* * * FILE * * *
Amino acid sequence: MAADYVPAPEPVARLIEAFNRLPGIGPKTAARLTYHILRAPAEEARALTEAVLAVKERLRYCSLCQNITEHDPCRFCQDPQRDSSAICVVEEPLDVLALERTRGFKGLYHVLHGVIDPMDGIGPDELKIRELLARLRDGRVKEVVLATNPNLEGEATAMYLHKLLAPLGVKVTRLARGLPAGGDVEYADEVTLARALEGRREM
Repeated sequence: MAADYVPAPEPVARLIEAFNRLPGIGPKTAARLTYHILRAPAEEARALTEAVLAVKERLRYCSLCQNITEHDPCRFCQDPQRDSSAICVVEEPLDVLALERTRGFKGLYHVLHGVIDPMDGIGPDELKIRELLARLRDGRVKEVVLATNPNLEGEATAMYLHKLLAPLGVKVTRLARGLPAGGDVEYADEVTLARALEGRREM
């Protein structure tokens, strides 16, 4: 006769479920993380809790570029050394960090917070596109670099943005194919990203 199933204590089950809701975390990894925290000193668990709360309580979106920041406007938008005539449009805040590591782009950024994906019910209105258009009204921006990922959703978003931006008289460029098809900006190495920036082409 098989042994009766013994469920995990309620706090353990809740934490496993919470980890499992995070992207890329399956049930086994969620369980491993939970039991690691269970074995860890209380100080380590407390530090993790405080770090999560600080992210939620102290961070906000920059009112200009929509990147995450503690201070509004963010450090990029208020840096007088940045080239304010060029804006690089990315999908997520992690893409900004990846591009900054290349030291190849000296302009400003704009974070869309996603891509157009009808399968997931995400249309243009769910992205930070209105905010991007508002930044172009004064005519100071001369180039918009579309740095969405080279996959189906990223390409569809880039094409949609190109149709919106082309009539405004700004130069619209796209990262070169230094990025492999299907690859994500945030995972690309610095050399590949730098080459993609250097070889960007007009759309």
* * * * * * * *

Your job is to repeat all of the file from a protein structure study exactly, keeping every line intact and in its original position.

Amino acid sequence: MAADYVPAPEPVARLIEAFNRLPGIGPKTAARLTYHILRAPAEEARALTEAVLAVKERLRYCSLCQNITEHDPCRFCQDPQRDSSAICVVEEPLDVLALERTRGFKGLYHVLHGVIDPMDGIGPDELKIRELLARLRDGRVKEVVLATNPNLEGEATAMYLHKLLAPLGVKVTRLARGLPAGGDVEYADEVTLARALEGRREM
Repeated sequence: MAADYVPAPEPVARLIEAFNRLPGIGPKTAARLTYHILRAPAEEARALTEAVLAVKERLRYCSLCQNITEHDPCRFCQDPQRDSSAICVVEEPLDVLALERTRGFKGLYHVLHGVIDPMDGIGPDELKIRELLARLRDGRVKEVVLATNPNLEGEATAMYLHKLLAPLGVKVTRLARGLPAGGDVEYADEVTLARALEGRREM
């Protein structure tokens, strides 16, 4: 006769479920993380809790570029050394960090917070596109670099943005194919990203 199933204590089950809701975390990894925290000193668990709360309580979106920041406007938008005539449009805040590591782009950024994906019910209105258009009204921006990922959703978003931006008289460029098809900006190495920036082409 098989042994009766013994469920995990309620706090353990809740934490496993919470980890499992995070992207890329399956049930086994969620369980491993939970039991690691269970074995860890209380100080380590407390530090993790405080770090999560600080992210939620102290961070906000920059009112200009929509990147995450503690201070509004963010450090990029208020840096007088940045080239304010060029804006690089990315999908997520992690893409900004990846591009900054290349030291190849000296302009400003704009974070869309996603891509157009009808399968997931995400249309243009769910992205930070209105905010991007508002930044172009004064005519100071001369180039918009579309740095969405080279996959189906990223390409569809880039094409949609190109149709919106082309009539405004700004130069619209796209990262070169230094990025492999299907690859994500945030995972690309610095050399590949730098080459993609250097070889960007007009759309």